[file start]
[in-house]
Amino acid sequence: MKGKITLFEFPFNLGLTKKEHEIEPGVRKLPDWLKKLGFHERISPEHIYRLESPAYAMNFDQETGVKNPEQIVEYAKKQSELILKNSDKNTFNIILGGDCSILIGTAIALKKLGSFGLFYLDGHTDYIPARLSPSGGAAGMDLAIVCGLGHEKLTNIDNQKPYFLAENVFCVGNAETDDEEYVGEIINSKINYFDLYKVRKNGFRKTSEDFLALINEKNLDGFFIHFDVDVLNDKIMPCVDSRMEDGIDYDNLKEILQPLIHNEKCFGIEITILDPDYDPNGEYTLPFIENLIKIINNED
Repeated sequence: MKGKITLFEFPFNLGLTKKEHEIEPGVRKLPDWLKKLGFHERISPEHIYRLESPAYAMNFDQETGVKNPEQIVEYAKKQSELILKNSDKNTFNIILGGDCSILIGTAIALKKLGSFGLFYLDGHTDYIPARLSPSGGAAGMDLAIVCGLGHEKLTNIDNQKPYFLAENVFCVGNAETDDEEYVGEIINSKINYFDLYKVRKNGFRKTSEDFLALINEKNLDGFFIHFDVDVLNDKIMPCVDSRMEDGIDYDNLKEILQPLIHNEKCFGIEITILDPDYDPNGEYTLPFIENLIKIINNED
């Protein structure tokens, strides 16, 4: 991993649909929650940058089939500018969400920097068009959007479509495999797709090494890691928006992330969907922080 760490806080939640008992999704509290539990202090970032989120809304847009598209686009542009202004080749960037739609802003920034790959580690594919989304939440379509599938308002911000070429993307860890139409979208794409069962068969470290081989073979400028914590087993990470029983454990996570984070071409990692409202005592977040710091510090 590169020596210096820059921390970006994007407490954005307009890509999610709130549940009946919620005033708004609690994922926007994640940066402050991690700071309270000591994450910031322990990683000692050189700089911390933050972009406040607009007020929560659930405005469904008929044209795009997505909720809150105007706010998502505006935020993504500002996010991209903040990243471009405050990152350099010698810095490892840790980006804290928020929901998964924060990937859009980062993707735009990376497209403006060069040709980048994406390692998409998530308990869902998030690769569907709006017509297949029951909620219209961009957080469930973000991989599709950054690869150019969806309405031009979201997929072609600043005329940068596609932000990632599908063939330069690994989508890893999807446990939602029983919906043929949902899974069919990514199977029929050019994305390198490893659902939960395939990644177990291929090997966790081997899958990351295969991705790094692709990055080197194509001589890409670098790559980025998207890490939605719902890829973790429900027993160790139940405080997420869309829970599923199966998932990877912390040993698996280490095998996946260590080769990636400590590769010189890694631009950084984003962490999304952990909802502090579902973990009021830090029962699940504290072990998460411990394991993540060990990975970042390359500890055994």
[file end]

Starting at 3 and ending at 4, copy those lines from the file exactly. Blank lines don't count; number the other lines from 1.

Repeated sequence: MKGKITLFEFPFNLGLTKKEHEIEPGVRKLPDWLKKLGFHERISPEHIYRLESPAYAMNFDQETGVKNPEQIVEYAKKQSELILKNSDKNTFNIILGGDCSILIGTAIALKKLGSFGLFYLDGHTDYIPARLSPSGGAAGMDLAIVCGLGHEKLTNIDNQKPYFLAENVFCVGNAETDDEEYVGEIINSKINYFDLYKVRKNGFRKTSEDFLALINEKNLDGFFIHFDVDVLNDKIMPCVDSRMEDGIDYDNLKEILQPLIHNEKCFGIEITILDPDYDPNGEYTLPFIENLIKIINNED
């Protein structure tokens, strides 16, 4: 991993649909929650940058089939500018969400920097068009959007479509495999797709090494890691928006992330969907922080 760490806080939640008992999704509290539990202090970032989120809304847009598209686009542009202004080749960037739609802003920034790959580690594919989304939440379509599938308002911000070429993307860890139409979208794409069962068969470290081989073979400028914590087993990470029983454990996570984070071409990692409202005592977040710091510090 590169020596210096820059921390970006994007407490954005307009890509999610709130549940009946919620005033708004609690994922926007994640940066402050991690700071309270000591994450910031322990990683000692050189700089911390933050972009406040607009007020929560659930405005469904008929044209795009997505909720809150105007706010998502505006935020993504500002996010991209903040990243471009405050990152350099010698810095490892840790980006804290928020929901998964924060990937859009980062993707735009990376497209403006060069040709980048994406390692998409998530308990869902998030690769569907709006017509297949029951909620219209961009957080469930973000991989599709950054690869150019969806309405031009979201997929072609600043005329940068596609932000990632599908063939330069690994989508890893999807446990939602029983919906043929949902899974069919990514199977029929050019994305390198490893659902939960395939990644177990291929090997966790081997899958990351295969991705790094692709990055080197194509001589890409670098790559980025998207890490939605719902890829973790429900027993160790139940405080997420869309829970599923199966998932990877912390040993698996280490095998996946260590080769990636400590590769010189890694631009950084984003962490999304952990909802502090579902973990009021830090029962699940504290072990998460411990394991993540060990990975970042390359500890055994």